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Inhibitory postsynaptic potential

An Inhibitory Postsynaptic Potential (commonly abbreviated as IPSP) is the change in membrane voltage of a postsynaptic neuron which results from synaptic activation of inhibitory neurotransmitter receptors. The most common inhibitory neurotransmitters in the nervous system are GABA and glycine.

A postsynaptic potential is considered inhibitory when the resulting change in membrane voltage makes it more difficult for the cell to fire an action potential, lowering the firing rate of the neuron. They are the opposite of excitatory postsynaptic potentials (EPSPs), which result from the flow of ions like glutamate into the cell.

Ionic basis of IPSP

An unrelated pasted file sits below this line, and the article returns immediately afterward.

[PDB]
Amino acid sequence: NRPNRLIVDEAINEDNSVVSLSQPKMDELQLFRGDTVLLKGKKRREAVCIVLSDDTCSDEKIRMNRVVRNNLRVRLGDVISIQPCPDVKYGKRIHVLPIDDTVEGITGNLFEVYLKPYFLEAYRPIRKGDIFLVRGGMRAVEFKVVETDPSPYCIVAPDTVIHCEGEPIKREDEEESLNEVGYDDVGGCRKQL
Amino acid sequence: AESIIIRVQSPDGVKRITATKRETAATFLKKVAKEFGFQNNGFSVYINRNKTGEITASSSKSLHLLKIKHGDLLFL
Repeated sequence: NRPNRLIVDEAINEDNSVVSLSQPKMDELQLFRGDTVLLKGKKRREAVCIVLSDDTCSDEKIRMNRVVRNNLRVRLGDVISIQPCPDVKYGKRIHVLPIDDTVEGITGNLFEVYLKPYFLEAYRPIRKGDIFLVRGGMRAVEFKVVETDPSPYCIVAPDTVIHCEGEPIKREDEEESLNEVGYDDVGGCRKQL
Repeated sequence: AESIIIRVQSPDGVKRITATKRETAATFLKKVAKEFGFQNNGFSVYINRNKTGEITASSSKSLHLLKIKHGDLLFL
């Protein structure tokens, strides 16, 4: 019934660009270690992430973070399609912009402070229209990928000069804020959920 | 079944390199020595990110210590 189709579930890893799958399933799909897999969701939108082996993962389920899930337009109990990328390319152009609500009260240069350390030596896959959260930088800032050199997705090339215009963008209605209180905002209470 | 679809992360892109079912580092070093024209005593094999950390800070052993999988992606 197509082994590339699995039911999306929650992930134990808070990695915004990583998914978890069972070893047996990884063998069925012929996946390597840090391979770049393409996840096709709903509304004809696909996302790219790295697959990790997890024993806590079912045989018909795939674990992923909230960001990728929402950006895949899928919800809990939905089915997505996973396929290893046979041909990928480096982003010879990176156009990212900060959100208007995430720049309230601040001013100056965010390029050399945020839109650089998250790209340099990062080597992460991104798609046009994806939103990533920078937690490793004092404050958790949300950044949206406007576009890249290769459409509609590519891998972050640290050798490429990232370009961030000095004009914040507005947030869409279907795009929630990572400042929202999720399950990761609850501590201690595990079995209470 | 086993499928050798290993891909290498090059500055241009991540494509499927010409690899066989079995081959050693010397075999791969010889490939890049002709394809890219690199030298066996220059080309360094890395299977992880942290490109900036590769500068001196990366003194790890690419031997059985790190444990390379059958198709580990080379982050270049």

At a typical inhibitory synapse the postsynaptic neural membrane permeability increases for positive potassium (K+) ions and/or negative chloride (Cl-) ions but not sodium (Na+) ions. This generally causes an influx of Cl- ions and/or efflux of K+ ions, thereby bringing the membrane potential closer to the equilibrium potential of these ions.

In addition IPSPs may be produced by closure of sodium or calcium channels.

This article is licensed under the GNU Free Documentation License. It uses material from the Wikipedia article "Inhibitory_postsynaptic_potential". A list of authors is available in Wikipedia.
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